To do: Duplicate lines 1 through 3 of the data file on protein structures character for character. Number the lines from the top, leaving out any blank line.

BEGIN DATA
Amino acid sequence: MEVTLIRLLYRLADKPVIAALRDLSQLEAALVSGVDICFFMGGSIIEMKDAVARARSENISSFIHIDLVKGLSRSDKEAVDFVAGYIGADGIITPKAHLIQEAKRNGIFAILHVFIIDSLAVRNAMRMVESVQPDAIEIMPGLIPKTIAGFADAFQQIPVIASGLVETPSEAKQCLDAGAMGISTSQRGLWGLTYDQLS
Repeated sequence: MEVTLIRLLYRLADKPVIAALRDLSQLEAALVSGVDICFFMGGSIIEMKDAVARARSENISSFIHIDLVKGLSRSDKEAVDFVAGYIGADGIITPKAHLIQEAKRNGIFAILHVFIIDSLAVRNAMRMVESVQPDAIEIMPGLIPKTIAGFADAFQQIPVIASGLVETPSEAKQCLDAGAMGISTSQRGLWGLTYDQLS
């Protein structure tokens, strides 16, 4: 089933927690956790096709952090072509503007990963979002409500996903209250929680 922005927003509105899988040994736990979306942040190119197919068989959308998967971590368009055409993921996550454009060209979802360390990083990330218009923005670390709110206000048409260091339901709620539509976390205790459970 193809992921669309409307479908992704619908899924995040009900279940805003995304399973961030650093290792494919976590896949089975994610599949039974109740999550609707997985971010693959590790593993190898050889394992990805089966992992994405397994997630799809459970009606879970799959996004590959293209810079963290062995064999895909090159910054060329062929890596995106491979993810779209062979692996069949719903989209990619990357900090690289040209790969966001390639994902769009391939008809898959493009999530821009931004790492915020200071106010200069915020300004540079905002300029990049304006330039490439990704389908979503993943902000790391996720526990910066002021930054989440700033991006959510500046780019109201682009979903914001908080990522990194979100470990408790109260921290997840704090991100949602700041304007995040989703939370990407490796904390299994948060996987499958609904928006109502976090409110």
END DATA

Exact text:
Amino acid sequence: MEVTLIRLLYRLADKPVIAALRDLSQLEAALVSGVDICFFMGGSIIEMKDAVARARSENISSFIHIDLVKGLSRSDKEAVDFVAGYIGADGIITPKAHLIQEAKRNGIFAILHVFIIDSLAVRNAMRMVESVQPDAIEIMPGLIPKTIAGFADAFQQIPVIASGLVETPSEAKQCLDAGAMGISTSQRGLWGLTYDQLS
Repeated sequence: MEVTLIRLLYRLADKPVIAALRDLSQLEAALVSGVDICFFMGGSIIEMKDAVARARSENISSFIHIDLVKGLSRSDKEAVDFVAGYIGADGIITPKAHLIQEAKRNGIFAILHVFIIDSLAVRNAMRMVESVQPDAIEIMPGLIPKTIAGFADAFQQIPVIASGLVETPSEAKQCLDAGAMGISTSQRGLWGLTYDQLS
């Protein structure tokens, strides 16, 4: 089933927690956790096709952090072509503007990963979002409500996903209250929680 922005927003509105899988040994736990979306942040190119197919068989959308998967971590368009055409993921996550454009060209979802360390990083990330218009923005670390709110206000048409260091339901709620539509976390205790459970 193809992921669309409307479908992704619908899924995040009900279940805003995304399973961030650093290792494919976590896949089975994610599949039974109740999550609707997985971010693959590790593993190898050889394992990805089966992992994405397994997630799809459970009606879970799959996004590959293209810079963290062995064999895909090159910054060329062929890596995106491979993810779209062979692996069949719903989209990619990357900090690289040209790969966001390639994902769009391939008809898959493009999530821009931004790492915020200071106010200069915020300004540079905002300029990049304006330039490439990704389908979503993943902000790391996720526990910066002021930054989440700033991006959510500046780019109201682009979903914001908080990522990194979100470990408790109260921290997840704090991100949602700041304007995040989703939370990407490796904390299994948060996987499958609904928006109502976090409110």